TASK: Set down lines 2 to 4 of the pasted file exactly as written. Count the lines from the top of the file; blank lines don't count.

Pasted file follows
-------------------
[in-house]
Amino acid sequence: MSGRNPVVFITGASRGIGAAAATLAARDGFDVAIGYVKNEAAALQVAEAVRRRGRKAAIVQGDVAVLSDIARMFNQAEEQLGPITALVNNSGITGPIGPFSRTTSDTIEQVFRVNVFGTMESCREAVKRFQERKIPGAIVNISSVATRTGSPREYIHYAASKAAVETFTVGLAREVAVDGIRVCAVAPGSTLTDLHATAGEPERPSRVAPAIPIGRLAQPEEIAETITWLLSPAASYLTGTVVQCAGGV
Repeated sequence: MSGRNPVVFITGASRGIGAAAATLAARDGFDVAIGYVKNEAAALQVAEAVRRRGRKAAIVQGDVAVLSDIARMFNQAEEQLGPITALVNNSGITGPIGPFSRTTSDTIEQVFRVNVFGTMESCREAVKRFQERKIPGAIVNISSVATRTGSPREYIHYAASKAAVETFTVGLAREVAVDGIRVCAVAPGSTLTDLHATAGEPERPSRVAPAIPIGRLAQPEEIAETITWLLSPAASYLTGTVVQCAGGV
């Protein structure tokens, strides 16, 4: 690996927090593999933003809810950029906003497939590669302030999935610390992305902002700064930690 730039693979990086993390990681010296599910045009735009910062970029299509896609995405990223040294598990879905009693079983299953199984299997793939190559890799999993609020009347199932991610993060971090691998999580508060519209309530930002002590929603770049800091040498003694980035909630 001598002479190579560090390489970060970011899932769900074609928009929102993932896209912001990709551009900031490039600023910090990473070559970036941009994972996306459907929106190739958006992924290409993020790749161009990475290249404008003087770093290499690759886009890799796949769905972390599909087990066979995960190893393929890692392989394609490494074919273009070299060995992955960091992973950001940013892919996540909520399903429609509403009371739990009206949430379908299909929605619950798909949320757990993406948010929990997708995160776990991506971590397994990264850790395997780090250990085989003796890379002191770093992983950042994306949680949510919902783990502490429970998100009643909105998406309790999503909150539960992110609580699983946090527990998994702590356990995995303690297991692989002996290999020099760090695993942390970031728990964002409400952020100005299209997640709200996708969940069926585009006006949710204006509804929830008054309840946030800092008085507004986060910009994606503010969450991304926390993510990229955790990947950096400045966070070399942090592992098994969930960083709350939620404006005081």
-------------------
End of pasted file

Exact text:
Amino acid sequence: MSGRNPVVFITGASRGIGAAAATLAARDGFDVAIGYVKNEAAALQVAEAVRRRGRKAAIVQGDVAVLSDIARMFNQAEEQLGPITALVNNSGITGPIGPFSRTTSDTIEQVFRVNVFGTMESCREAVKRFQERKIPGAIVNISSVATRTGSPREYIHYAASKAAVETFTVGLAREVAVDGIRVCAVAPGSTLTDLHATAGEPERPSRVAPAIPIGRLAQPEEIAETITWLLSPAASYLTGTVVQCAGGV
Repeated sequence: MSGRNPVVFITGASRGIGAAAATLAARDGFDVAIGYVKNEAAALQVAEAVRRRGRKAAIVQGDVAVLSDIARMFNQAEEQLGPITALVNNSGITGPIGPFSRTTSDTIEQVFRVNVFGTMESCREAVKRFQERKIPGAIVNISSVATRTGSPREYIHYAASKAAVETFTVGLAREVAVDGIRVCAVAPGSTLTDLHATAGEPERPSRVAPAIPIGRLAQPEEIAETITWLLSPAASYLTGTVVQCAGGV
């Protein structure tokens, strides 16, 4: 690996927090593999933003809810950029906003497939590669302030999935610390992305902002700064930690 730039693979990086993390990681010296599910045009735009910062970029299509896609995405990223040294598990879905009693079983299953199984299997793939190559890799999993609020009347199932991610993060971090691998999580508060519209309530930002002590929603770049800091040498003694980035909630 001598002479190579560090390489970060970011899932769900074609928009929102993932896209912001990709551009900031490039600023910090990473070559970036941009994972996306459907929106190739958006992924290409993020790749161009990475290249404008003087770093290499690759886009890799796949769905972390599909087990066979995960190893393929890692392989394609490494074919273009070299060995992955960091992973950001940013892919996540909520399903429609509403009371739990009206949430379908299909929605619950798909949320757990993406948010929990997708995160776990991506971590397994990264850790395997780090250990085989003796890379002191770093992983950042994306949680949510919902783990502490429970998100009643909105998406309790999503909150539960992110609580699983946090527990998994702590356990995995303690297991692989002996290999020099760090695993942390970031728990964002409400952020100005299209997640709200996708969940069926585009006006949710204006509804929830008054309840946030800092008085507004986060910009994606503010969450991304926390993510990229955790990947950096400045966070070399942090592992098994969930960083709350939620404006005081």